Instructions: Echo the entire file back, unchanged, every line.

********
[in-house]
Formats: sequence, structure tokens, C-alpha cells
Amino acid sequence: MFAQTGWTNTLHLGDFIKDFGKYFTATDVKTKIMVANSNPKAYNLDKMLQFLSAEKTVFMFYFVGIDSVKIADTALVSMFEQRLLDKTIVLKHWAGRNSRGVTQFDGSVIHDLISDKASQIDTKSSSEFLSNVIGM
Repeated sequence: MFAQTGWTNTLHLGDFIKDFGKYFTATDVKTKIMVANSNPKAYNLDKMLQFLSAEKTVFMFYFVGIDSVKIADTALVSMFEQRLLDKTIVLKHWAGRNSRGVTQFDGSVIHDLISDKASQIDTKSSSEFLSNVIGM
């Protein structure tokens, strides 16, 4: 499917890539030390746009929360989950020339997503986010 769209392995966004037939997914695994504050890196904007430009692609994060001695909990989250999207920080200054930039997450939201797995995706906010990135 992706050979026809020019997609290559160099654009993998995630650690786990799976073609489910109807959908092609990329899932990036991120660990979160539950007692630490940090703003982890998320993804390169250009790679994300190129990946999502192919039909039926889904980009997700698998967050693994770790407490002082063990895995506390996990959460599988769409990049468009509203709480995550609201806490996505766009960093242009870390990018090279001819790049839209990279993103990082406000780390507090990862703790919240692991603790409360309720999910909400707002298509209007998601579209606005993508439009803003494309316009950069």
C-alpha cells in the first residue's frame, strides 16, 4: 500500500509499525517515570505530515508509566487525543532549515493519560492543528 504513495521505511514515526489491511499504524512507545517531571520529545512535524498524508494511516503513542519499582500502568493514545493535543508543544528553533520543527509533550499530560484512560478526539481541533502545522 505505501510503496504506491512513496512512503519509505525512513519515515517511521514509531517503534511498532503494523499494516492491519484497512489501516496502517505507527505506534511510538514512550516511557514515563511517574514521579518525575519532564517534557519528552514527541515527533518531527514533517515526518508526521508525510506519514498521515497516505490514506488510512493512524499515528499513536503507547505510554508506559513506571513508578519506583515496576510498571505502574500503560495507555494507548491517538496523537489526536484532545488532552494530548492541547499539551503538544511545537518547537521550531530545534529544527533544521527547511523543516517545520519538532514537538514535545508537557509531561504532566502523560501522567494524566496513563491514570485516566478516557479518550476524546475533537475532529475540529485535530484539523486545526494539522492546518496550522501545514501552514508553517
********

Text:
[in-house]
Formats: sequence, structure tokens, C-alpha cells
Amino acid sequence: MFAQTGWTNTLHLGDFIKDFGKYFTATDVKTKIMVANSNPKAYNLDKMLQFLSAEKTVFMFYFVGIDSVKIADTALVSMFEQRLLDKTIVLKHWAGRNSRGVTQFDGSVIHDLISDKASQIDTKSSSEFLSNVIGM
Repeated sequence: MFAQTGWTNTLHLGDFIKDFGKYFTATDVKTKIMVANSNPKAYNLDKMLQFLSAEKTVFMFYFVGIDSVKIADTALVSMFEQRLLDKTIVLKHWAGRNSRGVTQFDGSVIHDLISDKASQIDTKSSSEFLSNVIGM
């Protein structure tokens, strides 16, 4: 499917890539030390746009929360989950020339997503986010 769209392995966004037939997914695994504050890196904007430009692609994060001695909990989250999207920080200054930039997450939201797995995706906010990135 992706050979026809020019997609290559160099654009993998995630650690786990799976073609489910109807959908092609990329899932990036991120660990979160539950007692630490940090703003982890998320993804390169250009790679994300190129990946999502192919039909039926889904980009997700698998967050693994770790407490002082063990895995506390996990959460599988769409990049468009509203709480995550609201806490996505766009960093242009870390990018090279001819790049839209990279993103990082406000780390507090990862703790919240692991603790409360309720999910909400707002298509209007998601579209606005993508439009803003494309316009950069």
C-alpha cells in the first residue's frame, strides 16, 4: 500500500509499525517515570505530515508509566487525543532549515493519560492543528 504513495521505511514515526489491511499504524512507545517531571520529545512535524498524508494511516503513542519499582500502568493514545493535543508543544528553533520543527509533550499530560484512560478526539481541533502545522 505505501510503496504506491512513496512512503519509505525512513519515515517511521514509531517503534511498532503494523499494516492491519484497512489501516496502517505507527505506534511510538514512550516511557514515563511517574514521579518525575519532564517534557519528552514527541515527533518531527514533517515526518508526521508525510506519514498521515497516505490514506488510512493512524499515528499513536503507547505510554508506559513506571513508578519506583515496576510498571505502574500503560495507555494507548491517538496523537489526536484532545488532552494530548492541547499539551503538544511545537518547537521550531530545534529544527533544521527547511523543516517545520519538532514537538514535545508537557509531561504532566502523560501522567494524566496513563491514570485516566478516557479518550476524546475533537475532529475540529485535530484539523486545526494539522492546518496550522501545514501552514508553517